Asian markets track Wall St. drop on Fed rate hike plans
Tech firms led losses across Asian markets Thursday. /CFP

Tech firms led losses across Asian markets Thursday. /CFP

Tech firms led losses across Asian markets Thursday following a painful sell-off in New York fueled by bets that the Federal Reserve will embark on an aggressive campaign against soaring inflation by hiking interest rates several times.

The Federal Open Market Committee has already started winding back the vast bond-buying stimulus put in place at the start of the pandemic as price rises remain stubbornly high, with the program due to end in March.

Traders had widely expected the bank to then start lifting rates.

"It may become warranted to increase the federal funds rate sooner or at a faster pace than participants had earlier anticipated," the much-anticipated release of minutes from the U.S. central bank's December policy meeting said.

The move away from massive central bank support around the world, particularly from the Fed, has rattled markets in recent months, having notched up a series of records or multi-year highs on the cheap cash.

With the punch bowl being taken away, traders are in retreat, particularly those invested in tech firms, which are more susceptible to higher interest rates owing to their reliance on borrowing to fuel growth.

On Wall Street, the Nasdaq plunged more than 3 percent, while the Dow and S&P 500, which both started the week with new records, lost more than 1 percent.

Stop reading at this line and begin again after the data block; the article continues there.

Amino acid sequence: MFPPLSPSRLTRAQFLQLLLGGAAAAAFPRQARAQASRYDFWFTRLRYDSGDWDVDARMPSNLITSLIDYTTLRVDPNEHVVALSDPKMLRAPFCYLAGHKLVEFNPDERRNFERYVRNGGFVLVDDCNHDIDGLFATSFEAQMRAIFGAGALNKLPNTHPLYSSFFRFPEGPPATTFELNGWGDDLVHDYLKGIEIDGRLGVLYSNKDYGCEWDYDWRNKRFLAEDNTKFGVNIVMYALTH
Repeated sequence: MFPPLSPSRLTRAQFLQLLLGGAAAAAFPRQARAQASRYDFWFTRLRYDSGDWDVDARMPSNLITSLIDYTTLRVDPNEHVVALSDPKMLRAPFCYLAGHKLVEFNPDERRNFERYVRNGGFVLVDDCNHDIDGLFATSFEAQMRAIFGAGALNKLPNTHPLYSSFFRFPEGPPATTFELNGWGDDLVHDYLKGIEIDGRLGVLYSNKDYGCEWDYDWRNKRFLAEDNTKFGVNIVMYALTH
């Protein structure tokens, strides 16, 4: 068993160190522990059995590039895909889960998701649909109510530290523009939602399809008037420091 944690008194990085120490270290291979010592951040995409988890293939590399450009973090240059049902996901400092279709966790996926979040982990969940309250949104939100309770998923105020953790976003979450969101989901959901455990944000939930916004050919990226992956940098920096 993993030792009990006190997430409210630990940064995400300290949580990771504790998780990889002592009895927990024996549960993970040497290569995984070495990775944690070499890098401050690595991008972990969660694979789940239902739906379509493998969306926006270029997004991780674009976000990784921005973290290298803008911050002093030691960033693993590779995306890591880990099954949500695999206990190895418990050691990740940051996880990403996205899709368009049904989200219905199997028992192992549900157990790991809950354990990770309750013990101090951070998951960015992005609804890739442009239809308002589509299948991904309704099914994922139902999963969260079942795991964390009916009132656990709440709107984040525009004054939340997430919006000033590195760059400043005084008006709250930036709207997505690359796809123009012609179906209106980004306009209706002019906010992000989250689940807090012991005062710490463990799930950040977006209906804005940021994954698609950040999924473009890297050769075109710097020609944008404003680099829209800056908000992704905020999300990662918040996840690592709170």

More volatility in store

Asia tracked the selling. Tokyo led losses, falling almost 3 percent, while Sydney was off almost as much. Seoul, Wellington, Bangkok and Mumbai gave up more than 1 percent each.

Hong Kong, Shanghai, Taipei, Manila and Jakarta were also down.

Tech firms were among the worst-hit.

In Japan, Sony dived 6.9 percent and Tokyo Electron more than 3 percent, while Kakao fell 5.2 percent in Seoul.

Hong Kong's tech gauge extended Wednesday's plunge of more than 4 percent.

"We are prepping people for volatility," Carol Schleif of BMO Family Office told Bloomberg Television.

"You had another record double-digit year and yet investors' mood is pretty dour. We definitely think the readjustment of the volatility will increase this year because there is a lot to be dealt with," she said.

But other analysts said they still expected the bank to take a measured approach to tightening, with Bank of Singapore's Mansoor Mohi-uddin forecasting three hikes between June and the end of the year.

Source(s): AFP

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